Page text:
Background: Recent attention has focused on the relationship between depression and smoking cessation. This article describes 5 cases of severe depression that occurred during 2 multicenter trials using bupropion for smoking cessation. Method: Subjects were participants in 2 randomized, double-blind, placebo-controlled studies investigating the efficacy of bupropion for smoking cessation. Data from both trials were restricted to subjects at the Rochester, Minn., site in order to have access to the medical records for information on depression diagnosis, treatment, and follow-up. The first trial involved 205 smokers who received active bupropion or placebo for 7 weeks. In the second trial, 252 smokers received open-label bupropion therapy for 7 weeks. Those abstinent from smoking at the end of week 7 (N = 148) were randomly assigned to a 45-week, double-blind, relapse-prevention phase. Results: In the first trial, 1 of the 205 participants (0.49%) experienced major depression during the 7-week treatment phase. In the second trial, none of the 252 subjects developed major depression during the 7- week, open-label phase. When results of both trials across the 7-week treatment phase (study 1, N = 205; study 2, N = 252) are combined, the rate of developing major depression was 0.22% (1 of 457). Of the 457 subjects, none of the 51 who received placebo and 1 (0.25%) of the 406 who received active bupropion developed major depression. In the second trial, 4 (2.7%) of the 148 subjects randomly assigned to the 45-week, relapse-prevention phase developed depression. Overall, 4 of the 5 cases from the 2 trials had a past history of major depression prior to study entry, but none had current major depression. Conclusion: Major depression may occur in some individuals during smoking cessation treatment with bupropion.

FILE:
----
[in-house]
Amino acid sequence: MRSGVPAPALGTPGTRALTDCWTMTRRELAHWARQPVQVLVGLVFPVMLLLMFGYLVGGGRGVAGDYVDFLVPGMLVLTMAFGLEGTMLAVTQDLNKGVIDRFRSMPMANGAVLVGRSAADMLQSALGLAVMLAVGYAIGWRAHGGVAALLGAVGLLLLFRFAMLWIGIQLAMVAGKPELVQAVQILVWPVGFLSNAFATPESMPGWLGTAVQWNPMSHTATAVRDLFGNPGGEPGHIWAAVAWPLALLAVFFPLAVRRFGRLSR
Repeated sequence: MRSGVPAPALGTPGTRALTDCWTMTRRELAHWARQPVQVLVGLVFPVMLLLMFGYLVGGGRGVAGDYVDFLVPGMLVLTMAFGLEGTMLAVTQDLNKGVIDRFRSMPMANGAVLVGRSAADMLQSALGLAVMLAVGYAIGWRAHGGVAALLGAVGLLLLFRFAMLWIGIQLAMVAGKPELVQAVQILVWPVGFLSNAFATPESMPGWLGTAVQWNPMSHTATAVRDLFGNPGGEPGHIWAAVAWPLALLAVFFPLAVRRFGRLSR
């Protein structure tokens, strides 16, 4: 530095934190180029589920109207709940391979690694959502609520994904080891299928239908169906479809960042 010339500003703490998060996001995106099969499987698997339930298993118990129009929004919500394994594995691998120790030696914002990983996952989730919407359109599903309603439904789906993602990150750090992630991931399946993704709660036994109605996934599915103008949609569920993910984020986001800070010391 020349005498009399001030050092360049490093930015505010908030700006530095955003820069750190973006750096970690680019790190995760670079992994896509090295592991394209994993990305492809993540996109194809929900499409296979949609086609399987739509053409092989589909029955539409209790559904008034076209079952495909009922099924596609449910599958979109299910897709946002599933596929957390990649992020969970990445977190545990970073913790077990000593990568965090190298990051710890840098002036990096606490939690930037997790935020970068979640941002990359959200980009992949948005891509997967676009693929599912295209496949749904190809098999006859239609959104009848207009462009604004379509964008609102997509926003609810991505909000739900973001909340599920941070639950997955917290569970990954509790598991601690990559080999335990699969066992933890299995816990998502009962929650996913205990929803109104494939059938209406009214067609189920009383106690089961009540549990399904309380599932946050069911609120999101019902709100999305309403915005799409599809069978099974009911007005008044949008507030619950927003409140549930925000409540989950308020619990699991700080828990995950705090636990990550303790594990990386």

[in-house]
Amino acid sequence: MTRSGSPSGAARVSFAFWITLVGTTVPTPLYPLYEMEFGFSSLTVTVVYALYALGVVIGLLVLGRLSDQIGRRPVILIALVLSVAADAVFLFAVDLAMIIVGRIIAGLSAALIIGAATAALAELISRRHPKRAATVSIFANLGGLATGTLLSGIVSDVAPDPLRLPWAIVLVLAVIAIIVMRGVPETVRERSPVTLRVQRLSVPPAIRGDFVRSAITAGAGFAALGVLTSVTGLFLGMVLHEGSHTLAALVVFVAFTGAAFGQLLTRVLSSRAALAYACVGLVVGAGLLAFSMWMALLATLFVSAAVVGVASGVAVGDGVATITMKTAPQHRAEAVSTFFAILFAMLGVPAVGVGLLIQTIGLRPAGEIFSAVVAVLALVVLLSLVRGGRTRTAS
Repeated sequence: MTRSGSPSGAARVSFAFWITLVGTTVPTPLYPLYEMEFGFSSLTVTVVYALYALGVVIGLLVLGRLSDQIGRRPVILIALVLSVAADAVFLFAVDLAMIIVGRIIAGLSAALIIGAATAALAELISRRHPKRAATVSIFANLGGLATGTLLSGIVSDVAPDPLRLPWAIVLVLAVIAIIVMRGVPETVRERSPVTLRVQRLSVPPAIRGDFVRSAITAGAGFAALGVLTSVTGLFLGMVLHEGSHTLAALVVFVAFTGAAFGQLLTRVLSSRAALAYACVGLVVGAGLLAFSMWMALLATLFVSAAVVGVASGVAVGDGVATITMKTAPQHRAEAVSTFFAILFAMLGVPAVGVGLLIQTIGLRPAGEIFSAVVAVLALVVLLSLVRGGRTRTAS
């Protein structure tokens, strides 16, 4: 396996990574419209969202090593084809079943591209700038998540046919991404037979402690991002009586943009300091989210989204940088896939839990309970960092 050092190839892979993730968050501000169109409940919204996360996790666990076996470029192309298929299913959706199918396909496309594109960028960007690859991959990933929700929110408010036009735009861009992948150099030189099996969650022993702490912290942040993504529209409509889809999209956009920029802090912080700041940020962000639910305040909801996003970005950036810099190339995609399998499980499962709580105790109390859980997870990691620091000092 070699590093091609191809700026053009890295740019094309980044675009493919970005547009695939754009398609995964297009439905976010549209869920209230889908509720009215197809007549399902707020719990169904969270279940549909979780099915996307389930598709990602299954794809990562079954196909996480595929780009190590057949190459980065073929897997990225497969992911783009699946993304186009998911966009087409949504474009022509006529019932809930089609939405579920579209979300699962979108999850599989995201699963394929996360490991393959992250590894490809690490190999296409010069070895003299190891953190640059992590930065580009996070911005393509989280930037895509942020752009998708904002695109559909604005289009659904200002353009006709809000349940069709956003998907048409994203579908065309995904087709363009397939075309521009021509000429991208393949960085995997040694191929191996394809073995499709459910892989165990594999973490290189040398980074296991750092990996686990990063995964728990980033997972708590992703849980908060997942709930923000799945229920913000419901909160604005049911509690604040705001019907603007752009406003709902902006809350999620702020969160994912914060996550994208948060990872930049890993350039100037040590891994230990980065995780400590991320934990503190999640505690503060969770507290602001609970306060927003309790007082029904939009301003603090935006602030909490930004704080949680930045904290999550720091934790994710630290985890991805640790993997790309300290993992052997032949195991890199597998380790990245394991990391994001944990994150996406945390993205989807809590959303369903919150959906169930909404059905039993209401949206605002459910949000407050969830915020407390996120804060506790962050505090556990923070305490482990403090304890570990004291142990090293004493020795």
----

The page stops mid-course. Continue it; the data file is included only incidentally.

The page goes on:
ASJC Scopus subject areas
- Psychiatry and Mental health